For at least a year-and-a-half, there has been considerable discussion
and concern about a credit crunch in the U.S. economy. According to
much of the commentary, lack of credit has particularly plagued the
real estate industry, especially commercial real estate, and small
business has reportedly been affected as well. I will not go into
all dimensions of the issue here, but it does seem worthwhile to add
perspective to the credit and real estate situation.
While concern about credit availability is no doubt real, evidence
of the credit crunch phenomenon is not easy to come by. And there
are those, both in banking and in business, who feel that the problem
has been exaggerated if, indeed, a crunch exists at all.
A cursory look at some evidence for banks intimates that the credit
crunch is an illusion. For example, commercial bank asset portfolios
have continued to expand in recent years at rates comparable to
relevant historical experience. This performance does not suggest
that there were unusual credit restrictions in place immediately
preceding or during the recent recession, at least in relation to
previous economic contractions. Rhetoric about the credit crunch
notwithstanding, it is hard to detect in the commercial banking
A very different conclusion is reached, however, upon examination
of data for the savings and loan industry. There, it is clear that
S&Ls curtailed their lending significantly, and atypically,
beginning in 1989 and continuing through mid-1991. It is evident
that the contraction is much sharper and more prolonged than during
the serious 1981-82 recession. This recent pattern is hardly surprising,
given the severity of the problems in the savings industry and the
demise of so many institutions. While not surprising, it nevertheless
may constitute a reasonable, and rather obvious, description of
the credit crunch.
Is this all there is to the credit crunch then? Problems with
savings and loans have forced them to curtail their activities,
and the affected customers, principally real estate developers,
have been unable to secure alternate financing in a timely way?
While this chain of events has undoubtedly played out, I do not
find it an adequate explanation of recent experience. Something
more fundamental is going on, and the credit crunch is a symptom,
not the cause, of what we observe.
Essentially, we confront a serious inventory problem in real estate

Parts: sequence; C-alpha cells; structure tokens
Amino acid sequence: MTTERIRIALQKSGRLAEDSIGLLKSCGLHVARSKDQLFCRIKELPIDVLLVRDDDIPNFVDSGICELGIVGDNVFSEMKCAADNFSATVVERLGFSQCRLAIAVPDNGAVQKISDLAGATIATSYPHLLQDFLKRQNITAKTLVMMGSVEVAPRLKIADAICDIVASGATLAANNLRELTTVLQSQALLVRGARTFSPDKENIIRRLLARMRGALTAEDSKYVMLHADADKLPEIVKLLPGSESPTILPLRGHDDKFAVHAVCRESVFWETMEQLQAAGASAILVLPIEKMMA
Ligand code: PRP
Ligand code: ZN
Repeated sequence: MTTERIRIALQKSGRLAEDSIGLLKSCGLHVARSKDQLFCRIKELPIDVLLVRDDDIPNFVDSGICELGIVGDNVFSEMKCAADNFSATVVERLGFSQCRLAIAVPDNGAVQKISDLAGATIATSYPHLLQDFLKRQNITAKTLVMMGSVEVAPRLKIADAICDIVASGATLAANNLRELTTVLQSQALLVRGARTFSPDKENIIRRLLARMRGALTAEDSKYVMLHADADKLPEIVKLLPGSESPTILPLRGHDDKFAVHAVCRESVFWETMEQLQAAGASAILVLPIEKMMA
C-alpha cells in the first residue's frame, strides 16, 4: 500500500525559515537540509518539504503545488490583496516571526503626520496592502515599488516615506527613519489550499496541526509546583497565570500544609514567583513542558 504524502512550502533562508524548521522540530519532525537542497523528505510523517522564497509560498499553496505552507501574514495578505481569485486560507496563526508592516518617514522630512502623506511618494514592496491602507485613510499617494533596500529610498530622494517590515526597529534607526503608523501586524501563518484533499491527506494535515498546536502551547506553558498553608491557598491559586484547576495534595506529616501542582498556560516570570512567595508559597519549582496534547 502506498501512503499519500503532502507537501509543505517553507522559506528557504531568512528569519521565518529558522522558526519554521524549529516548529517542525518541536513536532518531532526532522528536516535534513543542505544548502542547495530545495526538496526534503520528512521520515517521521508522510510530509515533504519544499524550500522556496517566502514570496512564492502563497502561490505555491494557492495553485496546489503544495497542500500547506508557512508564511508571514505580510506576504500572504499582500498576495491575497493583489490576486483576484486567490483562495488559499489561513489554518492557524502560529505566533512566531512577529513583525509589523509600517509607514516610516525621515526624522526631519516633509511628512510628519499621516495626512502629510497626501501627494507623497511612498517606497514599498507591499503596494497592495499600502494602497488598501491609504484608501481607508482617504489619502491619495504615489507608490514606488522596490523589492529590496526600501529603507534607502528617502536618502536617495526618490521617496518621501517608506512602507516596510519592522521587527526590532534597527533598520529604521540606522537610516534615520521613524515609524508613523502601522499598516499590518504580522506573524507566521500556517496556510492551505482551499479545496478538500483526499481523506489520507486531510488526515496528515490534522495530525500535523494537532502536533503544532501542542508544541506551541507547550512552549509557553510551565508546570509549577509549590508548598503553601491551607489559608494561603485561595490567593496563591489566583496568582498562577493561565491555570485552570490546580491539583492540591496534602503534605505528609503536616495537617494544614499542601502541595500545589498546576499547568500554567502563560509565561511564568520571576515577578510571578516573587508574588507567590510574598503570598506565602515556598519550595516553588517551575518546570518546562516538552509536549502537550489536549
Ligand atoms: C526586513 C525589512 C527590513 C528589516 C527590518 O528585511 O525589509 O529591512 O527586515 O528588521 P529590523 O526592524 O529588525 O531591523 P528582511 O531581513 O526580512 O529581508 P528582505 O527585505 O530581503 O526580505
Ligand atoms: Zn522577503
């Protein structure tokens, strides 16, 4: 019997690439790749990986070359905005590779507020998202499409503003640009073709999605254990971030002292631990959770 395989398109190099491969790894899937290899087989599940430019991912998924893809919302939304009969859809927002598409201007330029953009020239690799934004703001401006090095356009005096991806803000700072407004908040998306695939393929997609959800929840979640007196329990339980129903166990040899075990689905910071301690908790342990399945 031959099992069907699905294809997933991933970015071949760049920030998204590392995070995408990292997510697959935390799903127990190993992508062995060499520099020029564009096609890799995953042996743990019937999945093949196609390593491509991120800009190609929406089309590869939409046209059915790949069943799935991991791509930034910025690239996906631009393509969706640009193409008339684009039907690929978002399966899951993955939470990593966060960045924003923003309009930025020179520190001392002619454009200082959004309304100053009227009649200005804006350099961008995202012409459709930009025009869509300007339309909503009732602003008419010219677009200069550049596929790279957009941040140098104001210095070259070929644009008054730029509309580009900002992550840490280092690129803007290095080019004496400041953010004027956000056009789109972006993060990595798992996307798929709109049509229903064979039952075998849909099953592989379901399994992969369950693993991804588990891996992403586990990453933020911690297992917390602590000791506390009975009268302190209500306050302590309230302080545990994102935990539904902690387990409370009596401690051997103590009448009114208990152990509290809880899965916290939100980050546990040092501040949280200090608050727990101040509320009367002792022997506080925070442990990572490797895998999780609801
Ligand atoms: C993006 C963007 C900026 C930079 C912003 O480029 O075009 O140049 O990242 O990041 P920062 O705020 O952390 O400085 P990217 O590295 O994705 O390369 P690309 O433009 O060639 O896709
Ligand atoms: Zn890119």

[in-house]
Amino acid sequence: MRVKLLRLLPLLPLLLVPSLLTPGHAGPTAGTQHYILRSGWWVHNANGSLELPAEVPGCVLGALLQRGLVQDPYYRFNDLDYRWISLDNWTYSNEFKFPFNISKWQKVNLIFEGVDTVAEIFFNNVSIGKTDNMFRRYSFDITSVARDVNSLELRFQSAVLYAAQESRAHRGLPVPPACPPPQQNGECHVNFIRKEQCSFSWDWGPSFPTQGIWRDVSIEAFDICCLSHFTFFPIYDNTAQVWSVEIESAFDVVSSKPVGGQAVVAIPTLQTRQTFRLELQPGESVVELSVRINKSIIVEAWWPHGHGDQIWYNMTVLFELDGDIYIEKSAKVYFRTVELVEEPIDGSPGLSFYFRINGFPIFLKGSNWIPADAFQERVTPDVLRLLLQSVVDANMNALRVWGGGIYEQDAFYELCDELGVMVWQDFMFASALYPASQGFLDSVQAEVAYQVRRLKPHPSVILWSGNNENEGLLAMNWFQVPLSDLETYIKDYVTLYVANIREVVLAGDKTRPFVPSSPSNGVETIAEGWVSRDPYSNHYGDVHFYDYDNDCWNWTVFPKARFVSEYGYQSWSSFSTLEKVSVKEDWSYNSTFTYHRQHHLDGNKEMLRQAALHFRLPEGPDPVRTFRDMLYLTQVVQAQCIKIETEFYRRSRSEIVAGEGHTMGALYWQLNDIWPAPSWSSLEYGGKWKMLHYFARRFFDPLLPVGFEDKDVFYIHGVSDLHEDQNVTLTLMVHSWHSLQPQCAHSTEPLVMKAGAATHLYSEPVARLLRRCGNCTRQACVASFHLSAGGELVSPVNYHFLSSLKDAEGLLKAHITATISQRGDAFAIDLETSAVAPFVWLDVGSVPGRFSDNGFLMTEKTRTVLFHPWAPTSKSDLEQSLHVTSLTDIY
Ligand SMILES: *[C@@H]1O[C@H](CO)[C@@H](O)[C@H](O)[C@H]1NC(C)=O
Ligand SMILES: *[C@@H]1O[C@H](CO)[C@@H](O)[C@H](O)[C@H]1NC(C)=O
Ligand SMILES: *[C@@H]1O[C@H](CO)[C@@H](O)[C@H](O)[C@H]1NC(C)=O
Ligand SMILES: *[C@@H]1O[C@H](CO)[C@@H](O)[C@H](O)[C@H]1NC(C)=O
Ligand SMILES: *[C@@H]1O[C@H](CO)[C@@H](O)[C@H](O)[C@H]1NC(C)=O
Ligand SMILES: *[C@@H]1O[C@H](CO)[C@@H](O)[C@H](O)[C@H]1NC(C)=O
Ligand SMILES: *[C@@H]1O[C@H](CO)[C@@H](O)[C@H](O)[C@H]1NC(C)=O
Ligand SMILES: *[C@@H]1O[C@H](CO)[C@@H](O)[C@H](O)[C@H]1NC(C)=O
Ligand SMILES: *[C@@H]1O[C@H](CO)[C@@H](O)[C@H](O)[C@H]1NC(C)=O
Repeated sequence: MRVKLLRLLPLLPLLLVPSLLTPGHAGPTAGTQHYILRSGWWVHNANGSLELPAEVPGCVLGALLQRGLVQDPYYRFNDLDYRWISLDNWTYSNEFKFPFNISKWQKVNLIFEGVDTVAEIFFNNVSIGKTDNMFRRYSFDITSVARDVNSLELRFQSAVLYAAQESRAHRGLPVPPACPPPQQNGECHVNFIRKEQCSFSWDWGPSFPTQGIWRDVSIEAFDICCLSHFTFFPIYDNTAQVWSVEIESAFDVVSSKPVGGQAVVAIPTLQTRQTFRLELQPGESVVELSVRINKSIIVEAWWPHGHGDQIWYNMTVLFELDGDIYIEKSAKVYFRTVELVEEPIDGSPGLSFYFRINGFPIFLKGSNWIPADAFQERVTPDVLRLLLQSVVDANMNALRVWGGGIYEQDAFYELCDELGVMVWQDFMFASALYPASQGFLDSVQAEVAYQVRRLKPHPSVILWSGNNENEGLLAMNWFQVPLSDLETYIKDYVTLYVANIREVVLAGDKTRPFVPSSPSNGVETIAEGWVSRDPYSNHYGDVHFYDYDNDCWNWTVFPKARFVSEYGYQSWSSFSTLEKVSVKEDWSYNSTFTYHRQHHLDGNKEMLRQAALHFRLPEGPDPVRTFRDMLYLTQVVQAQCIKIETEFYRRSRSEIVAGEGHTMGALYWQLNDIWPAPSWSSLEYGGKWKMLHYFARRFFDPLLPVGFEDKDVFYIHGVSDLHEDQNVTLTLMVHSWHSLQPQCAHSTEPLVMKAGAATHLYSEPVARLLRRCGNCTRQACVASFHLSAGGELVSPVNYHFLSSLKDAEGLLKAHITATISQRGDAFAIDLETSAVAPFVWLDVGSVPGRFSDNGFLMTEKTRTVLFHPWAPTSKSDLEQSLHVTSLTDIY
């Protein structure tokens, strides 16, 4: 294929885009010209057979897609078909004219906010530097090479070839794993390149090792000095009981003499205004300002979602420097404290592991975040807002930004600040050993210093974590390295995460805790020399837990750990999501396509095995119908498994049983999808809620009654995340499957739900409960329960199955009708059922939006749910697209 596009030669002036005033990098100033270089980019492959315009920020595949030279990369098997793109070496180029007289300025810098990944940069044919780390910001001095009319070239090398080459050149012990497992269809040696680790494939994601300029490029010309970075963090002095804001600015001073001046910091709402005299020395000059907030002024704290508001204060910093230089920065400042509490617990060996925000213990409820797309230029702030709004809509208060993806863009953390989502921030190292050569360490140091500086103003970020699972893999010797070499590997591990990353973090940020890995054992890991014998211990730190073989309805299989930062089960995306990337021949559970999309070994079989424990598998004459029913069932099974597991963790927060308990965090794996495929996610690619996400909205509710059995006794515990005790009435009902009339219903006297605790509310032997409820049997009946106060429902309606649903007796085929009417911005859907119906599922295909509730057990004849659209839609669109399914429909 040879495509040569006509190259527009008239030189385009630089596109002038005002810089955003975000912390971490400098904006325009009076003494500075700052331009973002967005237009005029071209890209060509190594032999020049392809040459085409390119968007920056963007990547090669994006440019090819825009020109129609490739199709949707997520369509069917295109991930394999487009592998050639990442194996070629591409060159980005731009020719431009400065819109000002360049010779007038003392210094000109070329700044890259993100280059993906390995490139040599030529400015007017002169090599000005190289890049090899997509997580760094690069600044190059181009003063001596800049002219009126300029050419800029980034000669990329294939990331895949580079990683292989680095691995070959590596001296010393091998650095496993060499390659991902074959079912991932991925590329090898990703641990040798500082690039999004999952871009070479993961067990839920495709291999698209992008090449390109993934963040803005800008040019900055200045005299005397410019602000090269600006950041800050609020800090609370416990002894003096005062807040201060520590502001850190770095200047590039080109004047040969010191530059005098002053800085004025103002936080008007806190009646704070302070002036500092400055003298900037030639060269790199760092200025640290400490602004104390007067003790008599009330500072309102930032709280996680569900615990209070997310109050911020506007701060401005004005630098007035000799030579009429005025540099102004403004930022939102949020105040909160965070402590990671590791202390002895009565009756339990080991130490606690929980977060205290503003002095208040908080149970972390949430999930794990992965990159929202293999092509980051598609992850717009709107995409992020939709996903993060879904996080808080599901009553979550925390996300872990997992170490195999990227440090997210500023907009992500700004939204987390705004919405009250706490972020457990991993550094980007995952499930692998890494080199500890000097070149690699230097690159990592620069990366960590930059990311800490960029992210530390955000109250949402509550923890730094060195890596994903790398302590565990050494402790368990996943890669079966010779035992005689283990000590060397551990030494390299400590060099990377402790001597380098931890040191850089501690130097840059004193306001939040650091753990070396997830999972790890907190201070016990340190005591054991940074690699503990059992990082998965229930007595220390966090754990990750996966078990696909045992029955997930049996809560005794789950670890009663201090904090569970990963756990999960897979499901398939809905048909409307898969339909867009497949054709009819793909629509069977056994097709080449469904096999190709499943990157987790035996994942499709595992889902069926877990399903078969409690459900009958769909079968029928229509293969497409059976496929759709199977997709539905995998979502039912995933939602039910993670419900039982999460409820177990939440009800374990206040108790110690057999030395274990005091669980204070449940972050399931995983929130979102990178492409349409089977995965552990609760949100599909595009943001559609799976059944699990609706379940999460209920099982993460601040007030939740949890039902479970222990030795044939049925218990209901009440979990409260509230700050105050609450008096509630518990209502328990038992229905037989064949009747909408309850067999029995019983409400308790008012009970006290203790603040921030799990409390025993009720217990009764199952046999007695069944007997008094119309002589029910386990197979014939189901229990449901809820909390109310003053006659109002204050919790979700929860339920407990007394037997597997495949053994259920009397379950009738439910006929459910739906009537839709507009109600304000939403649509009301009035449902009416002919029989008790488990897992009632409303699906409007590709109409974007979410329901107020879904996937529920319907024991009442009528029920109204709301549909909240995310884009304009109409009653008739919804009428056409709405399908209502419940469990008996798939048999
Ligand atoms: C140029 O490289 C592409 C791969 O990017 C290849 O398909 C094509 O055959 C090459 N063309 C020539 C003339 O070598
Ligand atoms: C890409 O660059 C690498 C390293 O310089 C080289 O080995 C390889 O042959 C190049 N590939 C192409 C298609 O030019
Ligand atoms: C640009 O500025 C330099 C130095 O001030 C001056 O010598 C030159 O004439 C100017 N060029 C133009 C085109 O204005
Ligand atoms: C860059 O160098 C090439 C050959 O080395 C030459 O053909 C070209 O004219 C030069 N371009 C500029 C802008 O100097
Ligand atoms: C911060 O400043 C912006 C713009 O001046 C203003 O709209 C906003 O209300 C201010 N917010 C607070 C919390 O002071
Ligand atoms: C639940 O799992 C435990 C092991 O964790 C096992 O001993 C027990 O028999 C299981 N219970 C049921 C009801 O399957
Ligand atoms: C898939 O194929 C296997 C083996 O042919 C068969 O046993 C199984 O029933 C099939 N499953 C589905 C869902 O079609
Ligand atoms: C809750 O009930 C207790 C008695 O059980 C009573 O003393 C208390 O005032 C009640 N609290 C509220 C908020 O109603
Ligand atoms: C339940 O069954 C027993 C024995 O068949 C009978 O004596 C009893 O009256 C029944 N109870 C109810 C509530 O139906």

in many parts of the country. Evidence of the inventory overhang abounds.
Nationwide, office vacancy rates are about 20 percent on average in major
metropolitan areas. Moreover, it is widely recognized that there is a
glut of retail, hotel and other space in many locations. And the number
of vacant residential units in the country is presently the highest in
at least 30 years. Is it any wonder that it is difficult to obtain financing
for real estate projects? Indeed, isn't it appropriate that lending to
real estate is constrained?
This argument says that it is excess space, and the attendant
decline in values, that fundamentally has hampered real estate development
and lending. Put another way, terms and conditions may well have
tightened in real estate finance, and more deals may be being rejected
than formerly, but this would seem appropriate in many circumstances
given current conditions as well as near-term prospects. In many
locations, there is simply no demand for additional commercial real
Another dimension of the environment, namely the state of capacity
and competition in the financial services industry, also suggests
that the heart of the real estate problem is oversupply rather than
lack of credit. We know that competition is keen among financial
firmsdomestic and foreign banks, and non-bank providers as
welland capacity is plentiful. Given this situation, it is
hard to believe that most viable projects will not find financing.
The fundamental problem is conditions in the real estate market
itselfconditions that render many projects uneconomicrather
than a generalized lack of financing.
Of course transitions can be costly and time consuming, and many
developers who formerly relied on savings and loans for financing
may have had difficulty obtaining replacements. But it is likely
that this difficulty stems from the real estate market and the prospects
for future projects rather than from excessive stringency on the
part of the lenders.